Seat of the Mughal Empire since Emperor Shah Jehan, the Red Fort stood for the might of imperial Hindustan. The medieval structure in Delhi holds significance even today as the Prime Minister of India makes his customary Independence Day speech from the ramparts of the fort on August 15. The fort stood at the eastern edge of Shahjahanabad, the new capital of Mughal Empire created by Shah Jehan in 17th century. Shahjahanabad was the seventh Delhi created since Indraprastha, the capital of Pandavas.
Built by Shah Jehan as his residence, the fort gets its name from the massive wall of red sandstone. The Red Fort was called the “Qila-i-Mubarak” or “The blessed fort”; however, it is popularly known as ‘Lal Qila’. Though the Agra fort made of red sandstone is also called Lal Qila, it is the fort at Delhi which is associated with the name.
Architecture of the fort, its planning and beauty showcases the ingenuity of Mughals and their love for creating masterpieces in stone. Though the fort has lost its glory and looks rather forlorn, it was the centre-stage of political happenings. The pomp and power of the fort was on display each Friday, when Emperor Shah Jahan paraded out of the fort at the head of his retinue atop an elephant, to offer prayers at the Jama Masjid.
The fort shot into limelight again and became the epicentre of political developments during the Revolt of 1857. It was the residence of the Mughals till the last royal Bahadur Shah Zafar was arrested for his role in the mutiny. The fort was the scene of an important event associate with the Indian freedom struggle. The joint court-martial of officers of Subhash Chandra Bose’s Indian National Army – Colonel Prem Sahgal, Colonel Gurubaksh Singh Dhillon and Major General Shah Nawaz Khan – was held at the Red Fort. The trio was defended by the INA Defence Committee which included legal luminaries like Jawaharlal Nehru, Bhulabhai Desai, Kailashnath Katju and Asaf Ali.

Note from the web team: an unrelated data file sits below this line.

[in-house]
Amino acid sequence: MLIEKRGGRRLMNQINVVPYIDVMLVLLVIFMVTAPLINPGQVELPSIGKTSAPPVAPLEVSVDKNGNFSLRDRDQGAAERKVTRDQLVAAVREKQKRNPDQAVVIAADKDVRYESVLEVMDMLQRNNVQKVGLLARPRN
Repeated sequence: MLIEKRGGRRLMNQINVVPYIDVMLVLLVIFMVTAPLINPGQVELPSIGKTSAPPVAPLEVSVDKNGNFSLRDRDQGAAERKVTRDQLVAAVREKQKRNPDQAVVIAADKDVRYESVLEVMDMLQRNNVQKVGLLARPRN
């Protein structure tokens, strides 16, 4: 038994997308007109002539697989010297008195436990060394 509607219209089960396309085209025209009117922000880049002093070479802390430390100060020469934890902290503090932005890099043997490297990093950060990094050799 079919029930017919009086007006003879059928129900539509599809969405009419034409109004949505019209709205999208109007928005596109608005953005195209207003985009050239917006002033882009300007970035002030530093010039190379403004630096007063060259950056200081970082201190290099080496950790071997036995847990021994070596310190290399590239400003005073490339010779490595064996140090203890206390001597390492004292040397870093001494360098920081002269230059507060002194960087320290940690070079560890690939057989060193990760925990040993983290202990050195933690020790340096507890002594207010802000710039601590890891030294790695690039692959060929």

The Red Fort attracts large number of tourists for its architecture, history and for its sheer magnificence. The Red Fort is one of the most popular tourist destinations in Delhi.
The tallest minaret in India, Qutub Minar is among the iconic monuments of Delhi. Known as the ‘Tower of Victory’, the construction of the minaret also marked the beginning of the Muslim rule in India. Located at Mehrauli, around 3.9 million people visit the structure every year. Built from red sandstone and marble, the minaret is known for its history and architectural significance. The minaret and other monuments within the complex have been declared a UNESCO world heritage site.
A classic example of Indo-Islamic architecture, the foundation of the minaret was laid by Qutb-ud-din-Aibak in 1192. It was built to celebrate the victory of Mohammed Ghori over Rajput king Prithviraj Chauhan. However, Qutd-ud-din-Aibak died before completion of the minaret. Iltutmish continued construction and during his time three-storeys were added. Later in 1368, two more storeys were added by Firoz Shah Tughlak.
The minaret is 72.5 meters high and has five-storeys with a projecting balcony. The first three storeys are made of red sandstone, while the remaining two storeys with marble and sandstone. The exterior of the minaret is decorated with fluted columns, which have a 40 cm thick veneer of red sandstone. Another attraction of the minaret is its 397 steps, which leads to the balconies.
Built as a memorial to commemorate the 70,000 India soldiers killed in World War I, India Gate was designed by Sir Edwin Lutyens and completed in 1931. Built from sandstone, the arch also houses the Eternal Flame, a gesture in memory of the Indian soldiers who laid their lives in the 1971 war with Pakistan.